Pacurari M, Addison JB, Bondalapati N, Wan YW, Luo D, Qian Y, Castranova V, Ivanov AV, Guo NL. The microRNA-200 family targets multiple non-small cell lung cancer prognostic markers in H1299 cells and BEAS-2B cells. International Journal of Oncology. 2013 Aug; 43(2):548-60.
Cieply B, Riley P, Pifer P, Widmeyer J, Addison JB, Ivanov AV, Denvir J, Frisch SM. Suppression of the epithelial-mesenchymal transition by grainyhead-like-2. Cancer Research. 2012 May 1; 72(9):2440-53.
Highlighted Project 2:
Eukaryotic genomes are, in general, in a default state of repression, where the vast majority of genes are turned off or silenced. This repression is accomplished largely through packaging DNA into tightly coiled DNA-protein fibers called chromatin by association with histones and other proteins. This means that chromatin must be uncoiled before allowing genes to be accessed by proteins that mediate transcription. One mechanism that regulates chromatin structure is the attachment of chemical groups to the histones. It is now becoming clear that a diverse array of enzymes modify histones and place a range of various chemical modifications, including acetylation, phosphorylation, methylation, and sumoylation. One appealing idea is that the pattern and identity of histone modifications constitute a "code" for specific processes, such as transcription. The histone code is written in proteins, not DNA, it can be heritable and constitutes the basis of epigenetics which is increasingly recognized as an important factor in cancer development.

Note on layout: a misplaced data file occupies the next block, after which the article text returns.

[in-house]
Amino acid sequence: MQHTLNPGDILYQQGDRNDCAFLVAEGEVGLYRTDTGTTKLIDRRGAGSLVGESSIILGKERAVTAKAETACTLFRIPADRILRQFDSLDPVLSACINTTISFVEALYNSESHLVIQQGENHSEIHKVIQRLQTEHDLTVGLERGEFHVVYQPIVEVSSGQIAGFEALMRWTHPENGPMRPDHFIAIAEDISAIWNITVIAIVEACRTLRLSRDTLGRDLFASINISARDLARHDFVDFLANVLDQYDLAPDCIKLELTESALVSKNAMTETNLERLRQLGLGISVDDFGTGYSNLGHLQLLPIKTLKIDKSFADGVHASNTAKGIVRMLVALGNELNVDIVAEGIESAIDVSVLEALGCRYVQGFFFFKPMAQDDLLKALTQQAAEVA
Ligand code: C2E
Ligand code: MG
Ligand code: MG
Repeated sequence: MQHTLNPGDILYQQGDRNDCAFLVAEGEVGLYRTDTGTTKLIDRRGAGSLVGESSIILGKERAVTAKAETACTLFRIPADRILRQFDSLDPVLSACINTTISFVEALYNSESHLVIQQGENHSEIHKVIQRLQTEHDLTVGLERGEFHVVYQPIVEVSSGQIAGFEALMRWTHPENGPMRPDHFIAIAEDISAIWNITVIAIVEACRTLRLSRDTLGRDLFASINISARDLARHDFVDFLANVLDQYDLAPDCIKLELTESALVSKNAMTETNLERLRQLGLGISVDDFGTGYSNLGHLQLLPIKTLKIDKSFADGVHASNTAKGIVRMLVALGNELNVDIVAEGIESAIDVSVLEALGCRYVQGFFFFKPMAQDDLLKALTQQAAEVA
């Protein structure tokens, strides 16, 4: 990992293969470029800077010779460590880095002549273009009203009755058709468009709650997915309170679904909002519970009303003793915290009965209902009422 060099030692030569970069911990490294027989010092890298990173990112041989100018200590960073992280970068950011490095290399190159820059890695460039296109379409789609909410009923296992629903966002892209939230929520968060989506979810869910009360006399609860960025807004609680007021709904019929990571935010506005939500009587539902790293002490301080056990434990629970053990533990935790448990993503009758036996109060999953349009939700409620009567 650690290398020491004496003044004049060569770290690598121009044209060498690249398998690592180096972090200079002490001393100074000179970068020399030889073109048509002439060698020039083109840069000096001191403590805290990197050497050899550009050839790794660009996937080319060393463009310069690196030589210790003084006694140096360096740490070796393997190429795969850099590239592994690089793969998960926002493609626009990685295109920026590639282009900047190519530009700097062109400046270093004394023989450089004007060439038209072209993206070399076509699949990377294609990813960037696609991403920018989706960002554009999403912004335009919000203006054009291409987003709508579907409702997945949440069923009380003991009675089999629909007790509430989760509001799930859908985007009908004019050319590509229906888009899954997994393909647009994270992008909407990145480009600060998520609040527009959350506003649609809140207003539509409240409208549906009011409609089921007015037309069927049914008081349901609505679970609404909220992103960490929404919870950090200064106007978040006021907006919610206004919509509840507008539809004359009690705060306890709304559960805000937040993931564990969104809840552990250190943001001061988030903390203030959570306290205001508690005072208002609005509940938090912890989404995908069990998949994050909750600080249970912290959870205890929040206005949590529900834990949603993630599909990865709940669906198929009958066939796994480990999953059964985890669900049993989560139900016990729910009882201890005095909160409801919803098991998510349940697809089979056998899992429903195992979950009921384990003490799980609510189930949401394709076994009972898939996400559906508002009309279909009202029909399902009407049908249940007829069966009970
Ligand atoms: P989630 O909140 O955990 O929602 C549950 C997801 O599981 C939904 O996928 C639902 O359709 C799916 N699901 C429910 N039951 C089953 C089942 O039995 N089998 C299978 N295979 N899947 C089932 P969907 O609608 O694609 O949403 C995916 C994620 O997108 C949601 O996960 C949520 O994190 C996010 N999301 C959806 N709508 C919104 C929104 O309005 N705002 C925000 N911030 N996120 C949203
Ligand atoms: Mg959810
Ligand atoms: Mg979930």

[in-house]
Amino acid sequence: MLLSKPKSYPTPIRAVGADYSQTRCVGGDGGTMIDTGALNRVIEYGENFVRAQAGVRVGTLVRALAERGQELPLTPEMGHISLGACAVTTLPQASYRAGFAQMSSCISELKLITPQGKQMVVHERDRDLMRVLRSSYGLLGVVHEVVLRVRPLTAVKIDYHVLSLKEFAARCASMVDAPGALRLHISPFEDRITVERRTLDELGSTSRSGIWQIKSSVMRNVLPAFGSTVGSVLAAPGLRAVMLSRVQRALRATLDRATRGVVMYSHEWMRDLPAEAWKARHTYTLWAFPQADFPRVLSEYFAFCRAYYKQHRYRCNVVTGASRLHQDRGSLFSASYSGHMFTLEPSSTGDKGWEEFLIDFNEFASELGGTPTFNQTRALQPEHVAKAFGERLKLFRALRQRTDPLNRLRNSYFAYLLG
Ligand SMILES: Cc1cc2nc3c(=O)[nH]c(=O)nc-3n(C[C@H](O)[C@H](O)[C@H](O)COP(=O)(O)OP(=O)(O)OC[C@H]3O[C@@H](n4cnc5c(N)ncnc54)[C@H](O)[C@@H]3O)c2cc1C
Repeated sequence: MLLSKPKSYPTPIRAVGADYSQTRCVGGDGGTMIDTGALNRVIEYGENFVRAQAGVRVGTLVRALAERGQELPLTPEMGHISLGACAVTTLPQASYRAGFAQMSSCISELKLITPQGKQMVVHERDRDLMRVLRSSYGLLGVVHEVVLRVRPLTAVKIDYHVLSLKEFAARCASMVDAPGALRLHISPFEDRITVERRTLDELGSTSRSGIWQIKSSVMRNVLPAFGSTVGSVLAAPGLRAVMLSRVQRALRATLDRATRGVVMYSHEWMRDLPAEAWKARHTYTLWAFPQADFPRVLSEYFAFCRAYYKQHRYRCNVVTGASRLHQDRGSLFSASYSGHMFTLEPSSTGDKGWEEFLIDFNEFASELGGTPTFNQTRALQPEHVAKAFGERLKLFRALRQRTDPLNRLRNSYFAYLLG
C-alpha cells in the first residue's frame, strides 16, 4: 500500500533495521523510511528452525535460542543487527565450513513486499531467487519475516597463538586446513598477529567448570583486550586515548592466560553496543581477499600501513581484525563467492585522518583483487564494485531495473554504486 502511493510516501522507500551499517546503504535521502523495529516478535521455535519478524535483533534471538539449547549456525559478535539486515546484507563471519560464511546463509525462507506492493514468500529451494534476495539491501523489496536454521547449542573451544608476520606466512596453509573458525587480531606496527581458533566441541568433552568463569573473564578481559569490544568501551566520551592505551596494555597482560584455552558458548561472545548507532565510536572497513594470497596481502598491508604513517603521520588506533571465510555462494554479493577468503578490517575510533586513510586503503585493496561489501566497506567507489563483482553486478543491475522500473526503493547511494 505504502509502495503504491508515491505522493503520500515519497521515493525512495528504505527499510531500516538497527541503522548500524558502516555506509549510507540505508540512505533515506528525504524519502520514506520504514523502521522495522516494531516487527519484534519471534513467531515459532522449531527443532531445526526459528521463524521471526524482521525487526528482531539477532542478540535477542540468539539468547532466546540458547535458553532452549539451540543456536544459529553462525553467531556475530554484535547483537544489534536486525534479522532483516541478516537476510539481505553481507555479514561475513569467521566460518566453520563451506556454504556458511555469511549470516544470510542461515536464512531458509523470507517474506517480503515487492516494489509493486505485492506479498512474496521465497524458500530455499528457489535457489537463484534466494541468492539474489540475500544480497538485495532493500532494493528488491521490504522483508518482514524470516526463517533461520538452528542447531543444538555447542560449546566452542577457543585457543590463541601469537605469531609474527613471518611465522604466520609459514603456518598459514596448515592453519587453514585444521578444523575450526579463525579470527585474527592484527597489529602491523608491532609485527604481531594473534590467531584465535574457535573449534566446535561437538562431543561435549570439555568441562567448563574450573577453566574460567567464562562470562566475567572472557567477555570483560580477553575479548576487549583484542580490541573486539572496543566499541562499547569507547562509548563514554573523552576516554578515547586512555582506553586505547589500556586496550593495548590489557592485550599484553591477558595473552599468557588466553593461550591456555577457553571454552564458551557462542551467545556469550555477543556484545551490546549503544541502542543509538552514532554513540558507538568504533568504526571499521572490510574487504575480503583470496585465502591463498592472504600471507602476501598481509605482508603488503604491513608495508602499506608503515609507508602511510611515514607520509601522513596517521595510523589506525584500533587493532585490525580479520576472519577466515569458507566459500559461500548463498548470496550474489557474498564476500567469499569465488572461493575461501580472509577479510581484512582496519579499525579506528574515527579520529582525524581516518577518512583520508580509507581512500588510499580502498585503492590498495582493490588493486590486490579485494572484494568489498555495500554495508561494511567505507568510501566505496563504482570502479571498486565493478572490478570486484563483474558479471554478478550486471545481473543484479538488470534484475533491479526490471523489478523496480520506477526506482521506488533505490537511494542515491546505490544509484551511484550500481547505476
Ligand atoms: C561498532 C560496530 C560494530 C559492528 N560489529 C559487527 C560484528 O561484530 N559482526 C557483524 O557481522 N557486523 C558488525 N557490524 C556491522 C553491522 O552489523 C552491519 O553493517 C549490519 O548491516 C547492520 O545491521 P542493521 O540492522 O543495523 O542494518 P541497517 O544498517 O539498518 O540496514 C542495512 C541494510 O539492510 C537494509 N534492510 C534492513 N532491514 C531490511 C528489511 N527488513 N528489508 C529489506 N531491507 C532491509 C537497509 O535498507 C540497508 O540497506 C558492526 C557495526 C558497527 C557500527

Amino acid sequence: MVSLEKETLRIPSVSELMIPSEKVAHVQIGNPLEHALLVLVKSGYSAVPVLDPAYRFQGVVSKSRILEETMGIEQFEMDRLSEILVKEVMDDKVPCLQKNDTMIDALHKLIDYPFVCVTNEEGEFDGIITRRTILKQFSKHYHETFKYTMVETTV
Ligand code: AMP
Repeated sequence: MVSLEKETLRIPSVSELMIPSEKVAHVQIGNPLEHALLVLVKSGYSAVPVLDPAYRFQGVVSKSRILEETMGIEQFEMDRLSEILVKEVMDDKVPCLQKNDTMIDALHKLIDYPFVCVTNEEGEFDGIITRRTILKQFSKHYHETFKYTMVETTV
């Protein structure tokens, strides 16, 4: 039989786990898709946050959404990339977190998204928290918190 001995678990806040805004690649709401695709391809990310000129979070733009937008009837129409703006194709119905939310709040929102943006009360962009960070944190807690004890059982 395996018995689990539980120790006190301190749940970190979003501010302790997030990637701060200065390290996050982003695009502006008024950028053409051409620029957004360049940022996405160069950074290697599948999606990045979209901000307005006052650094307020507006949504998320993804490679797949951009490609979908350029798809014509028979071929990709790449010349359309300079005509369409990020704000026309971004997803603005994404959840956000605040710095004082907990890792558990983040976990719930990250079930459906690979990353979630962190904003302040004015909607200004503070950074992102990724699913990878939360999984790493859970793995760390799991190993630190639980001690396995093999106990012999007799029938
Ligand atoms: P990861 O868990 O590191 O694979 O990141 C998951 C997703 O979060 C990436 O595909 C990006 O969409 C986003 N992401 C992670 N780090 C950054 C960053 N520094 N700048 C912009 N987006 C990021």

The main system for studying the mechanisms of transcriptional repression in the lab is KRAB domain containing transcription factors. The KRAB-zinc finger (KRAB-ZNF) superfamily of DNA-binding transcriptional repressors is the largest family of gene silencers encoded in the human genome: Estimates are that of the >700 Cys2-His2 class zinc finger genes, more than 350 contain the highly conserved ~75 amino acid KRAB repression domain. KRAB-ZNF mediated transcriptional silencing requires a direct interaction with an obligate co-repressor KAP1 (TRIM28), which serves as a scaffolding protein for recruitment of repression machinery. KAP1 plays important roles in embryonic development, stem cell self-renewal, chromatin organization, and the DNA damage response, acting as an essential corepressor for KRAB-ZNFs. Given the relevance of developmental cell fate regulators and stem cell pluripotency to cancer pathogenesis, understanding how KAP1 functions in cancer cells might be critical for developing future therapeutic strategies.
We recently showed that KAP1 promotes breast cancer cell proliferation and metastasis. The goals of our research are to elucidate the molecular mechanisms by which KAP1 contributes to cancer progression.
Grants and Research
My laboratory focuses on mechanisms that regulate gene expression with a special emphasis on gene repression. The laboratory seeks to define the biochemical and molecular mechanisms that govern the silencing of tumor-restrictive genes during tumor initiation and progression. We study the largest family of human transcriptional repressors, KRAB zinc finger proteins (KRAB-ZNFs), and their co-repressor protein KAP1 and their involvement in progression of breast, lung and hematological cancers. In particular, we are interested in investigating the role of KRAB-ZNFs and KAP1 in epithelial-mesenchymal transition, a developmental program often activated in epithelial cancers.